Newark students are better off, despite the political noise | Moran

By Tom Moran | Star-Ledger Editorial Board
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on September 06, 2015

Newark School Superintendent Cami Anderson and Gov. Chris Christie talk at the Newark Teacher's Village grand opening ceremony on Halsey Street in Newark, NJ, on Wednesday, September 25, 2013.

 

Give New Jersey credit for this much: It has put enormous effort into lifting Newark's schools over the past few decades, a noble effort to give poor children a shot at a better life.

Philadelphia spends $12,600 on each student. Newark spends $22,300. And the political muscle behind reform has been just as lopsided.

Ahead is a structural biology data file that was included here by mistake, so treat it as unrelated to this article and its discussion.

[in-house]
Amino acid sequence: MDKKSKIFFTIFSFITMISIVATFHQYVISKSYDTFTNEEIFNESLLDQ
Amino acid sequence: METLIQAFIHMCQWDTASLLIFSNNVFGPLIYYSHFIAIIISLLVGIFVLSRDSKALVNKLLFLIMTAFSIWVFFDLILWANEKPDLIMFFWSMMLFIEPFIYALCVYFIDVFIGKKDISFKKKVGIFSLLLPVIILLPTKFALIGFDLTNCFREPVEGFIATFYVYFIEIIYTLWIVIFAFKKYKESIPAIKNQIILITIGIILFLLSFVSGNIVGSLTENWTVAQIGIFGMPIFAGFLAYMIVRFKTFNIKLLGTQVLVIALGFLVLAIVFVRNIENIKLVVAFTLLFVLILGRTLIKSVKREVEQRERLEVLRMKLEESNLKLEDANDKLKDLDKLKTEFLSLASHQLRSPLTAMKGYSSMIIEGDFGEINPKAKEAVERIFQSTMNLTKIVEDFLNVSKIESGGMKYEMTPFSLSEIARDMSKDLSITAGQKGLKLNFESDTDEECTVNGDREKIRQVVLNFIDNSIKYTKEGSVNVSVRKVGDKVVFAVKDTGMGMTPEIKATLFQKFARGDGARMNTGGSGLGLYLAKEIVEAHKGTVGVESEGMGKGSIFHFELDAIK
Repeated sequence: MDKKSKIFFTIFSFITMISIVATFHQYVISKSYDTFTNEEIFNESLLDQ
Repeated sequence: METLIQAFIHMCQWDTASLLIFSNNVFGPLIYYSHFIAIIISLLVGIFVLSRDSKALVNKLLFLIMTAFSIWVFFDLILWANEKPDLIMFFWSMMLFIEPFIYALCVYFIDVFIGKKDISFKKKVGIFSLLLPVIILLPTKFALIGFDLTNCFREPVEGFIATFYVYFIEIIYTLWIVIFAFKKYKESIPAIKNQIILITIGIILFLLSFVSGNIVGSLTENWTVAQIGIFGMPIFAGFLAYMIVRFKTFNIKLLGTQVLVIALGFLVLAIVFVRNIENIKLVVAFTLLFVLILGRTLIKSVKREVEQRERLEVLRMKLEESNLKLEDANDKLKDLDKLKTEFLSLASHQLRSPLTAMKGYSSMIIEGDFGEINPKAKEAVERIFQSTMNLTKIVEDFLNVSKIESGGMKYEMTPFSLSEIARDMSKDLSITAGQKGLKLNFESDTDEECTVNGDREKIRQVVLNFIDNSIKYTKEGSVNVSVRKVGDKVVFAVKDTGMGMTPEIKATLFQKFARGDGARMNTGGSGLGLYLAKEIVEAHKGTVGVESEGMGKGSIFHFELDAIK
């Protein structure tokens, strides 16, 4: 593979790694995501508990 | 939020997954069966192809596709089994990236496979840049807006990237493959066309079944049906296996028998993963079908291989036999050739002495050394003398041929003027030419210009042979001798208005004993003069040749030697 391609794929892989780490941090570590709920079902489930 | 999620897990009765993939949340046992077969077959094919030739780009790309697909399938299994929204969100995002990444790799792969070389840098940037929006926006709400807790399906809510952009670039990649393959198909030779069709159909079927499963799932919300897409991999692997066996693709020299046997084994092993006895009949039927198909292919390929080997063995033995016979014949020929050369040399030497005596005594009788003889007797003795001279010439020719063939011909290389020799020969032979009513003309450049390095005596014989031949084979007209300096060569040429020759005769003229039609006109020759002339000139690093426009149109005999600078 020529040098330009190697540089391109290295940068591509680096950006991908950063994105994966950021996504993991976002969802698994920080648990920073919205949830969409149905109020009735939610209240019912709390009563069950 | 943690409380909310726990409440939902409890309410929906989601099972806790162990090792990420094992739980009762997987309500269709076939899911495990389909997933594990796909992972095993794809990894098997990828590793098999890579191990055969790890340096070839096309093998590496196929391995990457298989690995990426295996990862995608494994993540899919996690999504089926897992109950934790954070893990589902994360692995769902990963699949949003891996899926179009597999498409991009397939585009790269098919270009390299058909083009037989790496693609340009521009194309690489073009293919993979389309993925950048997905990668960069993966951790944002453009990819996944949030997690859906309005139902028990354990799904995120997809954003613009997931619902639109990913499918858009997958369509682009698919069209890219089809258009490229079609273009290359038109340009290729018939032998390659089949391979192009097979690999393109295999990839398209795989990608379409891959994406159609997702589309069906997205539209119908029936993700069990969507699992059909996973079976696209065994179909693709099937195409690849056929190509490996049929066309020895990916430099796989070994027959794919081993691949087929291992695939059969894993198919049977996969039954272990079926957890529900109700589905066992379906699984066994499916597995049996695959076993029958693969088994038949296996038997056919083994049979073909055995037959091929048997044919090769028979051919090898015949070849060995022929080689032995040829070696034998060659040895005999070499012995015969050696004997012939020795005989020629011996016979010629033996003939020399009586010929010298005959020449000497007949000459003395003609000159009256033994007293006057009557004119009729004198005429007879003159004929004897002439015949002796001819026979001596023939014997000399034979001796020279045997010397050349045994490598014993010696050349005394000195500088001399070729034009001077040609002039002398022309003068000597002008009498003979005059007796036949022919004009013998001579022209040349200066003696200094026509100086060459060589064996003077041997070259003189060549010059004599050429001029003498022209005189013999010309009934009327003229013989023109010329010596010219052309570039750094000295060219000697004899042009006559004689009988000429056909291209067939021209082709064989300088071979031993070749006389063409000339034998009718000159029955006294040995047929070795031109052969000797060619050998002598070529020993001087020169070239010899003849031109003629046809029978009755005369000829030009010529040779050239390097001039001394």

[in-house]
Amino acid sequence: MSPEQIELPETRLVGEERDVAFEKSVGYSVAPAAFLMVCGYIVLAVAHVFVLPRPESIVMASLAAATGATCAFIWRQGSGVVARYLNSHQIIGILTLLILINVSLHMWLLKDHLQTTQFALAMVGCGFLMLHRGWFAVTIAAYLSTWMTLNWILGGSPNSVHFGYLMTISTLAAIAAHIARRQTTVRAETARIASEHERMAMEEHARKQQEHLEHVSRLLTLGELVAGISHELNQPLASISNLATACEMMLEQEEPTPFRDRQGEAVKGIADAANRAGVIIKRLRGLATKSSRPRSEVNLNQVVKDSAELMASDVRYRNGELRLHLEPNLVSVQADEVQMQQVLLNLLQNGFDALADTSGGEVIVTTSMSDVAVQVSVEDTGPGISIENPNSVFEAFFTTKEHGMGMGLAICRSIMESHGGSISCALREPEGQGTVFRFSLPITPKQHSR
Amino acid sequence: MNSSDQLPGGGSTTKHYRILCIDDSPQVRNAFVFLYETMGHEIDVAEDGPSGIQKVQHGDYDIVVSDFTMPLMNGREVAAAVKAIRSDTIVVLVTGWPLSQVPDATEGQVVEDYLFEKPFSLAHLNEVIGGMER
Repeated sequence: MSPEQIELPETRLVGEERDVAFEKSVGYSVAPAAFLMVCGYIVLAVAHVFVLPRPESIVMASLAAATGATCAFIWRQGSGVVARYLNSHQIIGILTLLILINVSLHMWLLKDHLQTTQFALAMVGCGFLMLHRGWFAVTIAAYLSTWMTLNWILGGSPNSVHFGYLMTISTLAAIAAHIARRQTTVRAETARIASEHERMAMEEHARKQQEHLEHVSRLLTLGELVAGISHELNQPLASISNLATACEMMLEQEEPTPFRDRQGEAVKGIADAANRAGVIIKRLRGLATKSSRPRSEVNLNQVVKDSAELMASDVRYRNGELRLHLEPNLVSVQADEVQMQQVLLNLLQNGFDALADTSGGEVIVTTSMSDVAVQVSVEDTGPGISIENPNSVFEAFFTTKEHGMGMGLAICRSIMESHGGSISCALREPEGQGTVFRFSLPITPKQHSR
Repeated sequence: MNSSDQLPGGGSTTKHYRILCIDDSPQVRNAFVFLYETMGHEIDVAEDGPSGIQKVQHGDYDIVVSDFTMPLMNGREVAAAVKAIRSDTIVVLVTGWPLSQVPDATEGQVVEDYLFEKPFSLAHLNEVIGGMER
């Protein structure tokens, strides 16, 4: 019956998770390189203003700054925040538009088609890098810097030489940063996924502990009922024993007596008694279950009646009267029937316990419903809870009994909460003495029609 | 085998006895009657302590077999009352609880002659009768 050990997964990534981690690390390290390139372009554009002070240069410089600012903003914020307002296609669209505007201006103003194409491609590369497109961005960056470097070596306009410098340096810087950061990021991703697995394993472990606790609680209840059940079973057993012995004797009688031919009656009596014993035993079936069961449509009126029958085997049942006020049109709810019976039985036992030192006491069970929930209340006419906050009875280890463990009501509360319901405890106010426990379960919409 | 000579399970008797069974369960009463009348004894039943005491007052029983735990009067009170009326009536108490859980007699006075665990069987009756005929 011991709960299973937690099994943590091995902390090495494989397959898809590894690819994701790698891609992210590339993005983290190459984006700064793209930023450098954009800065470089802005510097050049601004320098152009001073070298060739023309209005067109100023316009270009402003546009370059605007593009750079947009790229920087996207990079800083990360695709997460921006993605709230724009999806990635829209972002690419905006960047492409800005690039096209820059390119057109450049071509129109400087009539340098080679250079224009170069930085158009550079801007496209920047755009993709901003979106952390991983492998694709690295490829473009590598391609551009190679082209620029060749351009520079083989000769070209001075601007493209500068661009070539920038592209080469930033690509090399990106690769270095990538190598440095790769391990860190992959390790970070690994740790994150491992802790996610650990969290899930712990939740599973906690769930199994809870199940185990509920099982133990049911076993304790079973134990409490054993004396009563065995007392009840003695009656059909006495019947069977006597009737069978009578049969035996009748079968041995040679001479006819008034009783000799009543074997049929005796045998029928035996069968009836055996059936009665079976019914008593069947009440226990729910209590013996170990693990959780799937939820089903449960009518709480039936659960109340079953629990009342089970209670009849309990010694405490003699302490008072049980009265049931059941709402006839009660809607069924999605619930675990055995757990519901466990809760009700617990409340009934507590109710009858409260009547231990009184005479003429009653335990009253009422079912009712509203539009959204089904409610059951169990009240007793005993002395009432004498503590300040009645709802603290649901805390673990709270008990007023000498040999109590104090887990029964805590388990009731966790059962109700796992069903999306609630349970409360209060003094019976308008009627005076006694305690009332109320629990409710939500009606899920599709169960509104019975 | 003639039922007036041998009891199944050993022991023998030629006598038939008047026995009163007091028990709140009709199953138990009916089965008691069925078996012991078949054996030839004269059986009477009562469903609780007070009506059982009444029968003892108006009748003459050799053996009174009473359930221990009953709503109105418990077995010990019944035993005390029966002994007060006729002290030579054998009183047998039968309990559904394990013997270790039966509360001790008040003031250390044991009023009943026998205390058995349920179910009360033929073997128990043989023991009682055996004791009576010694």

But the results have frustrated everyone. Conservatives see waste, and liberals see missed opportunities. In Newark, resentment against state control is universal, with the vigorous changes over the past five years met by vigorous protest.

Into this maelstrom now steps the fearless Dale Russakoff, a respected reporter from the Washington Post who just spent more than four years immersed in Newark and just completed a book on its school reform saga, "The Prize: Who's in Charge of America's Schools?" She jumped in when Face­book's Mark Zuckerberg, seduced by then-Mayor Cory Booker, agreed to chip in $100 million as seed money for a new round of reform.

The reformers hoped to make Newark a national model by pressing the kind of reforms endorsed by the Obama administration.

They expanded charter schools, closed chronically failing schools, offered merit pay to good teachers, gave principals powers to hire and fire, and offered a menu of new school choices.